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Polarity advice on 16amp

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devonwoody

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I had to wire up a 16amp plug yesterday for the first time but there were no polarity markings inside the plug. Also it appears which ever direction the plug is inserted into its socket the blade still goes the correct way round, stange to me.!!!!!!!!!!
 

devonwoody

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Thanks for reply Nigel but my plug is nothing like that example mine as picture below, and it goes into the machine socket in either 180 degree position.



So would like assistance if available.
 

Nailer

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I had a sheppach TKU with the same plug and it made no difference which way around it went.

Also my new 804 is the same the motor turns the same way no matter which way round you wire it. :?

Hope this helps
 

Nigel

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If there are only 2 connections then the motor is double insulated and does not require an earth and would not be polarity conscious
It would take more than a polarity change of the supply to change the rotation of the motor but thats another story

Nigel
 

CHJ

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devonwoody":r7jgtnxi said:
I had to wire up a 16amp plug yesterday for the first time but there were no polarity markings inside the plug. Also it appears which ever direction the plug is inserted into its socket the blade still goes the correct way round, stange to me.!!!!!!!!!!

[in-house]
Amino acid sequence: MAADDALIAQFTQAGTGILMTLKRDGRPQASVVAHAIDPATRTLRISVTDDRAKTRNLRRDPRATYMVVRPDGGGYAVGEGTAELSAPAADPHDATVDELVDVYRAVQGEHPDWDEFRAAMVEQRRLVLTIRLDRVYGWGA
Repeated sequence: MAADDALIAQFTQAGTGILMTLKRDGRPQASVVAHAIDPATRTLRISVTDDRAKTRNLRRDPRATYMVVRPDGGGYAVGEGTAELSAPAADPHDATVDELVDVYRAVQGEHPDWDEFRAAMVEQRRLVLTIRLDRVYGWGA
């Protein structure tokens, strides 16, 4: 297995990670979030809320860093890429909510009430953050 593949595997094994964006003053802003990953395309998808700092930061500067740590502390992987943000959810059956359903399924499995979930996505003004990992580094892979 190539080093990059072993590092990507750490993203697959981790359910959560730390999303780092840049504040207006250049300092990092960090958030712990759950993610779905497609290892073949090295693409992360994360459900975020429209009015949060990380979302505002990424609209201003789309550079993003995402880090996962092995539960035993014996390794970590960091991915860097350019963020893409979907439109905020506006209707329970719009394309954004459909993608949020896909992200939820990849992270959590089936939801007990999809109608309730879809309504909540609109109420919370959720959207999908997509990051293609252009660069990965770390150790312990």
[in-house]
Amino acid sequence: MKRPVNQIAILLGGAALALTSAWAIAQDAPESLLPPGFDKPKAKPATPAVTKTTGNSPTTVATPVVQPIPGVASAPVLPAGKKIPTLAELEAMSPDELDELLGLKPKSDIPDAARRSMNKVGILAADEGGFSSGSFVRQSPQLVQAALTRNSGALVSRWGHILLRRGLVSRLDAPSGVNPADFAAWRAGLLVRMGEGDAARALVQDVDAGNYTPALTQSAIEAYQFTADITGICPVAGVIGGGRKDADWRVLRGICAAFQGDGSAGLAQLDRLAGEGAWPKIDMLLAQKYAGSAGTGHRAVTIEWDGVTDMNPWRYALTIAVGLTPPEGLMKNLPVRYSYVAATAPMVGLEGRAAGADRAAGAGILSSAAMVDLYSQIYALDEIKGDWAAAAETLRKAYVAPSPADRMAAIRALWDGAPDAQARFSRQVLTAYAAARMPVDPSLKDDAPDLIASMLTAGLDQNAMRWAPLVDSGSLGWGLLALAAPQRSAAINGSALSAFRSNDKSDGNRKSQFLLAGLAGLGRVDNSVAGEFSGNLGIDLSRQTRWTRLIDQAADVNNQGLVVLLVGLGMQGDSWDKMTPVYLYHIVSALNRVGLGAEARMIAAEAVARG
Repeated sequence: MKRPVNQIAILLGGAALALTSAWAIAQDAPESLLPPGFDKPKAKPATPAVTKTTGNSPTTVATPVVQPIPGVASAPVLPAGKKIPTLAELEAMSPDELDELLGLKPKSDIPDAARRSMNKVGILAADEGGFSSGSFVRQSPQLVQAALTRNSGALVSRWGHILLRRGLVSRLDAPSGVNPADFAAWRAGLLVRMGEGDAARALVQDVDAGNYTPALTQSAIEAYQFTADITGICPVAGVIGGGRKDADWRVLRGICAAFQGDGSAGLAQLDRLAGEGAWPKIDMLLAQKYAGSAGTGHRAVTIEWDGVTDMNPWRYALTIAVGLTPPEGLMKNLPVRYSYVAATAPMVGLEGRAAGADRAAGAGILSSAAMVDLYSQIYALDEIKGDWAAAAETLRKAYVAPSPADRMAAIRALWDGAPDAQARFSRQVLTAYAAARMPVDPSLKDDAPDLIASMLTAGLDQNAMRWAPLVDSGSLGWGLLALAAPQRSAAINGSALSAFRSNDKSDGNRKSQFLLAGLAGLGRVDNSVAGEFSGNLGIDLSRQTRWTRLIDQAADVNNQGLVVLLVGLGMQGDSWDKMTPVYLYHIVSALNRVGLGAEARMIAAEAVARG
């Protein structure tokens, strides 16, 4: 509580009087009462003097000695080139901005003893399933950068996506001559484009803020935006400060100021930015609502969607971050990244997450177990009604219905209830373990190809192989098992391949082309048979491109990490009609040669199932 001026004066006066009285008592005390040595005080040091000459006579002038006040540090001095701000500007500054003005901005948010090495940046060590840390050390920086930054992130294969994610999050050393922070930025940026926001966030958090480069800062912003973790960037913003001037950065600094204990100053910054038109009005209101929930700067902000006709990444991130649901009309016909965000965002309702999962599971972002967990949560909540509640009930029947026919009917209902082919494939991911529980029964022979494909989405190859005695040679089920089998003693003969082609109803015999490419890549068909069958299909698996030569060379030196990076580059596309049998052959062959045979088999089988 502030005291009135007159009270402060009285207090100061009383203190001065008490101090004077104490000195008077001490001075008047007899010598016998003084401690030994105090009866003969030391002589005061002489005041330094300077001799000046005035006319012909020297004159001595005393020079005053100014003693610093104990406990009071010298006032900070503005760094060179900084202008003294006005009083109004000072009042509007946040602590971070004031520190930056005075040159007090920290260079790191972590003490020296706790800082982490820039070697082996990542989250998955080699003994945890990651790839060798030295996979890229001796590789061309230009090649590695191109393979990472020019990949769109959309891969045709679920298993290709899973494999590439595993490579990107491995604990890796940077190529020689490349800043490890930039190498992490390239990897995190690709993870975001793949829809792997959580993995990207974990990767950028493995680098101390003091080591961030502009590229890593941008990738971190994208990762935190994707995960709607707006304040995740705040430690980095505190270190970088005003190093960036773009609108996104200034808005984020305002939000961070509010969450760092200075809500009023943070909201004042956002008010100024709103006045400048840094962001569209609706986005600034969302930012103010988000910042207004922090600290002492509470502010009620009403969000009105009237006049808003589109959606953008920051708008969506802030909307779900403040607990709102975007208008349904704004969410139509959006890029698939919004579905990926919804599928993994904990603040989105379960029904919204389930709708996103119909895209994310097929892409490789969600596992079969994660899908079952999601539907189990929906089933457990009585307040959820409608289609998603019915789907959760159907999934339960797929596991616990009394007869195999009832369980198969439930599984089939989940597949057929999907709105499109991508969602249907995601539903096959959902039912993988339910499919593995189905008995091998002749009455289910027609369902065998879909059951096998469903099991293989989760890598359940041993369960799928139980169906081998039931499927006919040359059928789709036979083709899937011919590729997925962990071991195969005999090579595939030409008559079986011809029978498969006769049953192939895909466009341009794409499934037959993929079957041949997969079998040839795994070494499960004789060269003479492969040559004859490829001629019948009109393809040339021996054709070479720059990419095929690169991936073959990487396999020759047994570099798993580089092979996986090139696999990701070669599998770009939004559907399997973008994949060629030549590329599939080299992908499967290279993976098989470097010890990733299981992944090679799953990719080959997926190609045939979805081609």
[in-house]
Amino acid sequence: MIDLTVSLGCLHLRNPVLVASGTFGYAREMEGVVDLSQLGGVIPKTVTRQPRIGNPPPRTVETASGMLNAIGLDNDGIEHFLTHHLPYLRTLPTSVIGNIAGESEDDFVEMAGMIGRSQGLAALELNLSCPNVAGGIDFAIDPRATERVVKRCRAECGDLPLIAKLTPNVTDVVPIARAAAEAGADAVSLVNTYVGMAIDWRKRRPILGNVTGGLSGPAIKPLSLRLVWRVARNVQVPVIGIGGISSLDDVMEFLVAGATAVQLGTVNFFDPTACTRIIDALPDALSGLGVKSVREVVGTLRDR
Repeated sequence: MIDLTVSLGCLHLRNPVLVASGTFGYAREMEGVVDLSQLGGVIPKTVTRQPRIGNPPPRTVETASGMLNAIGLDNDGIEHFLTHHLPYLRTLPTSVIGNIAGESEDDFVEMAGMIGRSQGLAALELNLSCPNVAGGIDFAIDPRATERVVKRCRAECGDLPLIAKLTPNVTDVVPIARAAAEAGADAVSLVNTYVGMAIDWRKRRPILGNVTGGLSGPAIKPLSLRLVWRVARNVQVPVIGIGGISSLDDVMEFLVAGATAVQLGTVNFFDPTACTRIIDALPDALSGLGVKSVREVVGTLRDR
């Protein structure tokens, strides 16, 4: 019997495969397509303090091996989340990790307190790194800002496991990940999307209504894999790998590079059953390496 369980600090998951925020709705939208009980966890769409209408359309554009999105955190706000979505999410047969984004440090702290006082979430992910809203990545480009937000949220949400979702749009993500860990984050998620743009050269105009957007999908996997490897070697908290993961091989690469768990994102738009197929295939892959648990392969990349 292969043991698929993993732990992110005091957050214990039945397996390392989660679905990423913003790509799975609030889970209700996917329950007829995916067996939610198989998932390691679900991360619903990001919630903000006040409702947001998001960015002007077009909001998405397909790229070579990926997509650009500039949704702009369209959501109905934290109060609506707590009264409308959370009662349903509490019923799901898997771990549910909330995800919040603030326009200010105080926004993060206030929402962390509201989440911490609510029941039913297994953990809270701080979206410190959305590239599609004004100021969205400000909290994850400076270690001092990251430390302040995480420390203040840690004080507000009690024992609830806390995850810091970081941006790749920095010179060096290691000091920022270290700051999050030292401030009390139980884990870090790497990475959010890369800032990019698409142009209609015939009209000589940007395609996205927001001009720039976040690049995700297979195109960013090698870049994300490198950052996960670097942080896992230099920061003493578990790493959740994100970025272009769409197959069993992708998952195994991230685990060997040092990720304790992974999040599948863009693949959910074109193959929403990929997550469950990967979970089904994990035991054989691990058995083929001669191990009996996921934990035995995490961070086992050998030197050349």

Hi John, what you have is a German Standard 3 Pole Socket.
There will be no Polarity markings as such as the Plugs can be inserted either way round, as has been said in a previous reply your single phase AC machine does not care either way.

Make sure that the Earth (the two spring clip like prongs) is wired though in case your machine uses it for safety and/or Capacitor returns.
 

devonwoody

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thanks all for info and advice.

CHJ:
out of interest does that mean in Germany all their plugs have no polarity interest?
 

johnb

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See http://users.pandora.be/worldstandards/ ... .htm#plugs for an explanation of various European and other plugs worldwide.

In France under the latest regulations both live and neutral are connected to the circuit breaker (MCB) whereas in the UK they are only in the live line. Three-pin plugs do not usually have any distinguishing marks for "live" and "neutral" pins; and I don't think the regulations give any indication about the way sockets should be wired although electricians normally stick to one standard when wiring a whole house. Much of the lower power domestic equipment is double insulated so only uses two-pin plugs with which don't have polarity.
 

CHJ

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devonwoody":yzx8wcy8 said:
thanks all for info and advice.

CHJ:
out of interest does that mean in Germany all their plugs have no polarity interest?
Not on any Single Phase that I have come across, The Three Phase (4 pin) ones have had a number sequence. New wiring is to the same harmonized colour code as here.